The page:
October 23, 2007 at 14:29 #72639
Okay, so I am new to MTB’ing and just getting some tips and thoughts from people.
What do you guys do to help protect against flats while out on the trail? Does anyone use the Self Healing Tubes, that are filled with gel to seal punctures, and do they work well? Has anyone tried the "lining" you put inside the tire to prevent punctures? Or do you just carry a repair kit?
October 23, 2007 at 18:34 #72640
Well KB, it looks like I`m the only person posting today (except for you and Mr. Big), maybe because it`s been raining 😢 a solid 2 days now where I live (instead of being out riding 😃 ) .
I`m not the norm, but I`ll give you my opinion on flats,
1. Liners and "slime" are heavy.
2. Rotating weight is the most critical weight on your bike, i.e. tires, tubes, rims, spokes, hubs, in this descending order. I don`t know how much you weigh, but a light wheelset is like heaven if your not doing super crazy stuff. What I`m trying to say is, I would much rather pack a patch kit and a small pump and change the occasional flat tire, than fill it up with slime, or put a liner in it.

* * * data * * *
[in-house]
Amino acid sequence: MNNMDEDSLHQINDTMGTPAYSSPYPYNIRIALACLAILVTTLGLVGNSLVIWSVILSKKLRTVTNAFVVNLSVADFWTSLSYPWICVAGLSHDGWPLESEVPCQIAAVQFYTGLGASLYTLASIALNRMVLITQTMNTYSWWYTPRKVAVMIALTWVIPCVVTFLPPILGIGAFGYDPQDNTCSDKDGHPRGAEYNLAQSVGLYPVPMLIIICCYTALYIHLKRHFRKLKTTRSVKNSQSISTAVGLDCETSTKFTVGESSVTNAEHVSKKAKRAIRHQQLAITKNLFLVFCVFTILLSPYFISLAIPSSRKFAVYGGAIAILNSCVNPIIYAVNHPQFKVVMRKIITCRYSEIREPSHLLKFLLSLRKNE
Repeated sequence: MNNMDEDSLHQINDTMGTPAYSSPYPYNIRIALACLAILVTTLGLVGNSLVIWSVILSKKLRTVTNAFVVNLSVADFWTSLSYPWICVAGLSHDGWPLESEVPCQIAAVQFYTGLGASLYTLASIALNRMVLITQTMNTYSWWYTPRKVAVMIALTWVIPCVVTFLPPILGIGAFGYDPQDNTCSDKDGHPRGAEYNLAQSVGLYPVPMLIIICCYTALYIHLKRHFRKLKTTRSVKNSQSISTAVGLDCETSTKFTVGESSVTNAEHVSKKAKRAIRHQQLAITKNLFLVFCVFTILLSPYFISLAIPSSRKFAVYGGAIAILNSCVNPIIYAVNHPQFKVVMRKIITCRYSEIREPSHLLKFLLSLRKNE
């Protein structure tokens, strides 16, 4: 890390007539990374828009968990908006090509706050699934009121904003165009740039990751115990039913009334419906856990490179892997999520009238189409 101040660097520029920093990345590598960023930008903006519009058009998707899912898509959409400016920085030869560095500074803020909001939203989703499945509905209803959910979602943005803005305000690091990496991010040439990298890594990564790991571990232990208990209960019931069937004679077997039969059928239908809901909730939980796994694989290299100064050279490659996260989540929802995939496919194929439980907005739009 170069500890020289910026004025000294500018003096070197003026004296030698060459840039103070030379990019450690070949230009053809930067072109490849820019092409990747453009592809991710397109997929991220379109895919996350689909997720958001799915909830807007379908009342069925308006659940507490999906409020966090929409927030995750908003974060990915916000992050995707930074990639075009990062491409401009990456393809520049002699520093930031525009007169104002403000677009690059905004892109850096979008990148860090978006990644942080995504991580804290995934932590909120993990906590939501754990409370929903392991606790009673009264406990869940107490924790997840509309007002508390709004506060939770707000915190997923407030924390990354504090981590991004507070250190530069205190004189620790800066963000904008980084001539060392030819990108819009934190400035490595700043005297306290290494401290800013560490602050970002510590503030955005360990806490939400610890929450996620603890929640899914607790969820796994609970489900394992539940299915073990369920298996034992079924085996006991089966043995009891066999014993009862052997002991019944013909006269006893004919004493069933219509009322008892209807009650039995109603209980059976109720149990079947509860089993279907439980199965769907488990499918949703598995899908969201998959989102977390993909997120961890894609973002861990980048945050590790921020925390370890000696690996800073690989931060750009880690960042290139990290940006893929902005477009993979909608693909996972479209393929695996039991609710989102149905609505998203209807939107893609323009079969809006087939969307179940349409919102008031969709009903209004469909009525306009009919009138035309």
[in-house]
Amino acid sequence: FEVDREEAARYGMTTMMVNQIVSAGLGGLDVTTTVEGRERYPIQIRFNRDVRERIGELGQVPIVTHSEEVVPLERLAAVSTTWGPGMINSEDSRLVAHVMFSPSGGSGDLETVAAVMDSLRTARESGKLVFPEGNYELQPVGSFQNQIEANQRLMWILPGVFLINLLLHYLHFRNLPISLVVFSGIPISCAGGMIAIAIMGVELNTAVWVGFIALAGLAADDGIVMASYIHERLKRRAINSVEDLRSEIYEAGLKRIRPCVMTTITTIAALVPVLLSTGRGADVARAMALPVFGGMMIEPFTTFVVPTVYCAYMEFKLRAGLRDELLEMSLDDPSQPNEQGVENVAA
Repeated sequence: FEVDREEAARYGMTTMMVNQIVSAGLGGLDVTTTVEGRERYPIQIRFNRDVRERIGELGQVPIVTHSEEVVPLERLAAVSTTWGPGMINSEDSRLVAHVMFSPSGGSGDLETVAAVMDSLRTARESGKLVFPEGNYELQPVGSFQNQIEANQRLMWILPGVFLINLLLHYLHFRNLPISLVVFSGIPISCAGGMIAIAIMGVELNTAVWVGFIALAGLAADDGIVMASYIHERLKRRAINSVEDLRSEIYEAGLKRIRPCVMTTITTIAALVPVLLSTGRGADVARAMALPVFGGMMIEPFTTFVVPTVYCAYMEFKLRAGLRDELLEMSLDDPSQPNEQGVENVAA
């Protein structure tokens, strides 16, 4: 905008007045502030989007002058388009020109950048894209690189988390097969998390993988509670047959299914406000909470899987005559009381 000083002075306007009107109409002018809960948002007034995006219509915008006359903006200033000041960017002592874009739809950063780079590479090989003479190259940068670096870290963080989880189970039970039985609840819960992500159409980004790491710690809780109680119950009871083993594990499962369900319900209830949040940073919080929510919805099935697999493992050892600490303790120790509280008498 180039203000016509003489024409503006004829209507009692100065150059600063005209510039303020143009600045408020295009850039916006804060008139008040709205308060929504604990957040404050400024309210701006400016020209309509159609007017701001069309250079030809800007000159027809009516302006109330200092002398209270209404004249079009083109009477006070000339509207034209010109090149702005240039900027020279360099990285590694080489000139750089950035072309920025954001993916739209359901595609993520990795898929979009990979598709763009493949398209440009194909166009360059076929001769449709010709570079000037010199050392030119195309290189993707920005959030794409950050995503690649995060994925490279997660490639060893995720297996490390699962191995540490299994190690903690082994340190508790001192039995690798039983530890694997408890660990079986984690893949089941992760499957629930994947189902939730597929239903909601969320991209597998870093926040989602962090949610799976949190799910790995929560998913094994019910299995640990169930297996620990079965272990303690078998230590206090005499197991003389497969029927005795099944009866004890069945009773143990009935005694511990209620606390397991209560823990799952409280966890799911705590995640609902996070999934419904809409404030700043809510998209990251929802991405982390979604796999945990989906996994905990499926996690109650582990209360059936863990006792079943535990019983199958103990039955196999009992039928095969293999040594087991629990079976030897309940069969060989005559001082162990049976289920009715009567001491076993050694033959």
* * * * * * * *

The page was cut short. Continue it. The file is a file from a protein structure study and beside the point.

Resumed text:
That`s my 2 cents worth, take care.
October 23, 2007 at 19:09 #72641
Yep, looks like its just us here.
I didn’t take into consideration the extra rotating weight. I weight about 160lbs, 6’1". I really need to work on cardio training before I get to heavily into biking though, my asthma has gotten bad over the past year or two with my laziness.
Anyway I will probably go with the patch kit if I decide I really need one. I may wait until I get my first flat and then make that decision… I usually only ride a few miles from where I park, so I can walk back if it happens for now.
October 23, 2007 at 20:33 #72642
The #1 thing I do to prevent flats is make sure I have enough air in the tires. That is, the most common flat I get is a pinch flat (from hitting sharp edges too hard) and the simplest way to prevent pinch flats is to keep the tires pumped up. (OK, I could go tubeless, but that is another conversation.) The next most common flat I get is from cactus or goatheads, but those are usually slow leaks and I end up fixing ’em when I get my bike out and notice a tire went flat since I put it away.